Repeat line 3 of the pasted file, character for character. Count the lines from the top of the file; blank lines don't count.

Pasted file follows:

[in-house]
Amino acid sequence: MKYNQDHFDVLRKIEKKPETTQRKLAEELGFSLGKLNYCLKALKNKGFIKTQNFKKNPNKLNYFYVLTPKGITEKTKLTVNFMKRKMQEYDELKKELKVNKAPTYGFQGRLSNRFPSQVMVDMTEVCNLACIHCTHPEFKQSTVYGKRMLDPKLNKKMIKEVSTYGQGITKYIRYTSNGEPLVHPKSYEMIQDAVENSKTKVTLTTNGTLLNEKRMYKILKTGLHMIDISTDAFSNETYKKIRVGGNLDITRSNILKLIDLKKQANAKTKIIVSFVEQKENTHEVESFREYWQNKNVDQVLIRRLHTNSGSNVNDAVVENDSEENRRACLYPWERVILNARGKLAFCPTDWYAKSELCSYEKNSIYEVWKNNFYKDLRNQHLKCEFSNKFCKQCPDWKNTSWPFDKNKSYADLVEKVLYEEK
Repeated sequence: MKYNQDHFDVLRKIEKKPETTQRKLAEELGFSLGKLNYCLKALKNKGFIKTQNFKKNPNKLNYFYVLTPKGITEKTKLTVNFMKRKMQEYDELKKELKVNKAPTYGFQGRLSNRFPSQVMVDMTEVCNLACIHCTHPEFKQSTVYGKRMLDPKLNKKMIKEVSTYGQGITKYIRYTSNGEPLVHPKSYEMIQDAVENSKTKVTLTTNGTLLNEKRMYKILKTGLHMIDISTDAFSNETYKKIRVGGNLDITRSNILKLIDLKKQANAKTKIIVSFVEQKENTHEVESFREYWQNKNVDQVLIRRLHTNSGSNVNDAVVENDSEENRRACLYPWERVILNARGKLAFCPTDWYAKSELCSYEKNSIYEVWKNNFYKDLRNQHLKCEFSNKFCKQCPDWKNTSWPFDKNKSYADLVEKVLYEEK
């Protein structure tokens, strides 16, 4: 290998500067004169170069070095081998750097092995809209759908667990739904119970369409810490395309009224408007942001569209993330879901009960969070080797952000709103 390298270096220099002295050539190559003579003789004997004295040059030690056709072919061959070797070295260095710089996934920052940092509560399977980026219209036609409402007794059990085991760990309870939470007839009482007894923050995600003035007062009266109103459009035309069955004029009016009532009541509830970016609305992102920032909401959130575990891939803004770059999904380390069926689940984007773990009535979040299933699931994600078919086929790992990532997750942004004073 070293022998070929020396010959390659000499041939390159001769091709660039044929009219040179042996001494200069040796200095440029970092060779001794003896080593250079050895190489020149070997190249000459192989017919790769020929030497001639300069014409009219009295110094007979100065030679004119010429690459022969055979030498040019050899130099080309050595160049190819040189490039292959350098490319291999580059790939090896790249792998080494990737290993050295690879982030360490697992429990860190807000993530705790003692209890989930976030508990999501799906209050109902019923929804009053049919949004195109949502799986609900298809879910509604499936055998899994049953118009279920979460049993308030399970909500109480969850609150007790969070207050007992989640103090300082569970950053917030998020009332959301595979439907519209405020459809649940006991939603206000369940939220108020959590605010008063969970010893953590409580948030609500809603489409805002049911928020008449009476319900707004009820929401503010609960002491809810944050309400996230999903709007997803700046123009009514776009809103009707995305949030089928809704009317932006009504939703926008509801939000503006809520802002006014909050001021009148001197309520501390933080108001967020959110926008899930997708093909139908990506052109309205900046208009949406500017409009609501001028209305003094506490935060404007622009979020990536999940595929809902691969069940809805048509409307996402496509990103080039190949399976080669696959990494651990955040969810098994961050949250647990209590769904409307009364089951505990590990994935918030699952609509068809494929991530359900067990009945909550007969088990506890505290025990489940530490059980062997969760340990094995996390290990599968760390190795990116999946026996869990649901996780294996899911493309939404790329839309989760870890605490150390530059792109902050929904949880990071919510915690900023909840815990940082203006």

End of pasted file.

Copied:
Repeated sequence: MKYNQDHFDVLRKIEKKPETTQRKLAEELGFSLGKLNYCLKALKNKGFIKTQNFKKNPNKLNYFYVLTPKGITEKTKLTVNFMKRKMQEYDELKKELKVNKAPTYGFQGRLSNRFPSQVMVDMTEVCNLACIHCTHPEFKQSTVYGKRMLDPKLNKKMIKEVSTYGQGITKYIRYTSNGEPLVHPKSYEMIQDAVENSKTKVTLTTNGTLLNEKRMYKILKTGLHMIDISTDAFSNETYKKIRVGGNLDITRSNILKLIDLKKQANAKTKIIVSFVEQKENTHEVESFREYWQNKNVDQVLIRRLHTNSGSNVNDAVVENDSEENRRACLYPWERVILNARGKLAFCPTDWYAKSELCSYEKNSIYEVWKNNFYKDLRNQHLKCEFSNKFCKQCPDWKNTSWPFDKNKSYADLVEKVLYEEK